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Q: Who Is the AMS?

Associated Medical Services (AMS) was founded and incorporated in 1937 by Dr. Jason Hannah as Canada’s first physician‐sponsored, not‐for‐profit prepaid health care organization. When AMS’s role as a healthcare provider ceased with the birth of OHIP, the Ontario Government permitted the corporation to use its remaining reserve fund for charitable purposes. That reserve fund, established from subscriber subscriptions, became the source of AMS’s income as a self‐funded charity.

Q: What contributions has the AMS made to the advancement of health and health care in Canada?

Associated Medical Services (AMS) has an impressive history of contributing to the advancement of the health and healthcare of Canadians by acting as a catalyst for improvements in health professional education, and scholarship in medicine and healthcare. The major priority areas that AMS has supported include scholarship in the history of medicine and health, bioethics, end of life care, and medical education (e.g., the AMS Educating Future Physicians for Ontario Project).

The initial focus of AMS charity was to support scholarly activity in the history of medicine: chairs in the history of medicine, which continue today at five of the Ontario faculties of medicine/health sciences, and the Hannah Institute which administered grants and awards in the history of medicine. Subsequently, these efforts extended to the support of a number of initiatives in the history of nursing and other health professions. AMS also contributed to the advancement of the health and healthcare of Canadians in the areas of bioethics, end of life care, and medical education. In the latter domain, AMS created in the 1990s Educating Future Physicians for Ontario (AMS EFPO) a project that has had a lasting impact on the nature of medical education and a generation of physicians in Ontario. This seminal work lives on as the foundation of the Royal College of Physicians and Surgeons of Canada CanMEDS framework. For the most part, the initiatives funded by AMS have had significant impact and have made a positive and lasting difference.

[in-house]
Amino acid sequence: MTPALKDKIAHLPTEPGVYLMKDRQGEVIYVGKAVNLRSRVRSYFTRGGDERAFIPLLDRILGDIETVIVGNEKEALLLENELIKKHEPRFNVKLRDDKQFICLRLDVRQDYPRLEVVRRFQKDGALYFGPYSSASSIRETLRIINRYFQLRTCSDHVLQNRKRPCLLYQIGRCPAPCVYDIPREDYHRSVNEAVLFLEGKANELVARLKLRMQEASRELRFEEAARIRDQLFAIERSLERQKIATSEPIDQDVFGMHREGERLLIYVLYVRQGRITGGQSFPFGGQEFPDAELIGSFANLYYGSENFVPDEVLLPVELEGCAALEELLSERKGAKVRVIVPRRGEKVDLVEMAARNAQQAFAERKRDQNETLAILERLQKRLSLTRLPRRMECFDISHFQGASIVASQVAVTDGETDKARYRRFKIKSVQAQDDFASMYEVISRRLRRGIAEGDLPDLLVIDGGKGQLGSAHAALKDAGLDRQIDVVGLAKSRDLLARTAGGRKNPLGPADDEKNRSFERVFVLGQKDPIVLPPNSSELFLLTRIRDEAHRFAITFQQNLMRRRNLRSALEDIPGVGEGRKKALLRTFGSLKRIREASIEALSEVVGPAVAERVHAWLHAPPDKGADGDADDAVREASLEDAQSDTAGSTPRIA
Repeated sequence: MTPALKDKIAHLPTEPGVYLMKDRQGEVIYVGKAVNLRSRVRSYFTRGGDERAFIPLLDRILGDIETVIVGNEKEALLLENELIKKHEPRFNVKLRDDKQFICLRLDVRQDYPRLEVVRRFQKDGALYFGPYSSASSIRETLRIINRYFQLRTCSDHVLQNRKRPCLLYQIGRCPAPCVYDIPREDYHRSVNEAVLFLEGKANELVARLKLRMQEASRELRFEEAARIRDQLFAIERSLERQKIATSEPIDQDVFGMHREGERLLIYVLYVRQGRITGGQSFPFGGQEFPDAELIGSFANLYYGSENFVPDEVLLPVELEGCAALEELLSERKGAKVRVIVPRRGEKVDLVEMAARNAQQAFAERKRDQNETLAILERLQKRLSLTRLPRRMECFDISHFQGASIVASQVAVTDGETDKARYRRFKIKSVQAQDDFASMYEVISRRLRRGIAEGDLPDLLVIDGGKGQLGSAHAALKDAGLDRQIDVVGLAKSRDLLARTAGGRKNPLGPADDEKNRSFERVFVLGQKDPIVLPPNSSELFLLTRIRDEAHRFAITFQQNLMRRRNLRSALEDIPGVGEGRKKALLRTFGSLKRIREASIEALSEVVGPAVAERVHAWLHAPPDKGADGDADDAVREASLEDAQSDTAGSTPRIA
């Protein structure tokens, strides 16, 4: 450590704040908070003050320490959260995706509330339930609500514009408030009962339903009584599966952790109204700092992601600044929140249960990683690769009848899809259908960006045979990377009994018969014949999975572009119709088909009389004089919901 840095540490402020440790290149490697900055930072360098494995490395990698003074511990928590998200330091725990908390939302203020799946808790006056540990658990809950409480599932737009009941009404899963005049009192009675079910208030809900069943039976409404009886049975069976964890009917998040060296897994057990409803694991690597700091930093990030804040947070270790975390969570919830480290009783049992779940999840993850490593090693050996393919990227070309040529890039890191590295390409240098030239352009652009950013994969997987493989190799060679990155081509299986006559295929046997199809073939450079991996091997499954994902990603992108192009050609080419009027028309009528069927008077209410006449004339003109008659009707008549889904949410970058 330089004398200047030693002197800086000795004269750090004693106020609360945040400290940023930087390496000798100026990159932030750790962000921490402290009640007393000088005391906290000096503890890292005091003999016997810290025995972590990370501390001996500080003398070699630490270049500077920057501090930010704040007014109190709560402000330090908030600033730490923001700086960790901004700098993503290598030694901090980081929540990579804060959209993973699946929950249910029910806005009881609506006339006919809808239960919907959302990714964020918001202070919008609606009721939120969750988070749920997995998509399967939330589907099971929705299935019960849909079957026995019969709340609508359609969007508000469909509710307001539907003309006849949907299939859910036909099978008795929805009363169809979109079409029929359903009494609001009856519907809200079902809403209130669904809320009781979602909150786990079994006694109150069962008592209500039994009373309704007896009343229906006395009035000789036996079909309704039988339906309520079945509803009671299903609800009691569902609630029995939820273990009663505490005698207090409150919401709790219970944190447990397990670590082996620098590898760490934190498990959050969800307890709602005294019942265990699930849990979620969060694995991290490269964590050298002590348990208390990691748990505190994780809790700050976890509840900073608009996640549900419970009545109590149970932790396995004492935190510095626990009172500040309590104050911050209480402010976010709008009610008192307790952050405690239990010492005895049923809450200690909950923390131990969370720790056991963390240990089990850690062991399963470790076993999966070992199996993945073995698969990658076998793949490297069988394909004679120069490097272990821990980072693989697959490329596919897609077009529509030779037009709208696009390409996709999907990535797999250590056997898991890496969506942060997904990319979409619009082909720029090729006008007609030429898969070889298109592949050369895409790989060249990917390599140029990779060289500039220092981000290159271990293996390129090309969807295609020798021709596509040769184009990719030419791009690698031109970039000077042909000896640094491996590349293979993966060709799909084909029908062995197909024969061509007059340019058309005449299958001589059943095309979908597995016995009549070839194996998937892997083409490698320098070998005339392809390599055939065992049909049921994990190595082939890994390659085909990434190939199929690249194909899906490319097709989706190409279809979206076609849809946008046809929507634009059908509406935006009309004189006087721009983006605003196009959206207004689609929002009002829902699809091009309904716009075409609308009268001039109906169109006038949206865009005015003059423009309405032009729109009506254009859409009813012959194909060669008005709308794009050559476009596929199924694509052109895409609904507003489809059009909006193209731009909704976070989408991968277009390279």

Q: How Did the AMS Phoenix Project: A Call to Caring Come About?

In the summer of 2009, the Board of Directors of Associated Medical Services (AMS) began extensive discussions to identify an initiative that would have significant impact and make a positive and lasting difference on how health professionals care for people. Over a two year period the AMS consulted widely with organizations and individuals, reviewed the literature and hosted major forums. These activities informed the Board’s emerging vision of what it wanted to accomplish, why and how. A key decision made by the AMS was that it wanted to work with partners (educators, health professionals, workplaces and others) to develop a high profile initiative that would have significant impact and make a positive and lasting difference on how health professionals care for people.

It decided that it wanted to focus on person-centred care in response to the growing evidence suggesting that medical, nursing students and other health professional, working in high‐pressure clinical environments, experience culture shock trying to balance the demands of applying their scientific knowledge with the desire to care for their patients in a humane and compassionate way. This disconnect is one factor that can lead to confusion, unsafe patient care, and high levels of work‐related stress.

Q: How Is the Project Linked to Current Priorities in the Health System?

This work by AMS and its partners:

  • Supports Ontario’s Bill 46 (Excellent Care for All Act, 2010) which highlights patient‐centred care as one key element of a high quality healthcare system.
  • Supports HealthForce Ontario’s priority on healthy work environments, especially in the areas of respect in the workplace and leadership development.
  • Supports the CanMEDS “professional” role which includes enabling competencies such as “appropriate professional behaviours in practice including honesty, integrity, commitment, compassion, respect and altruism.”
  • Aligns with the Association of Faculties of Medicine in Canada’s proposed future direction for medical education.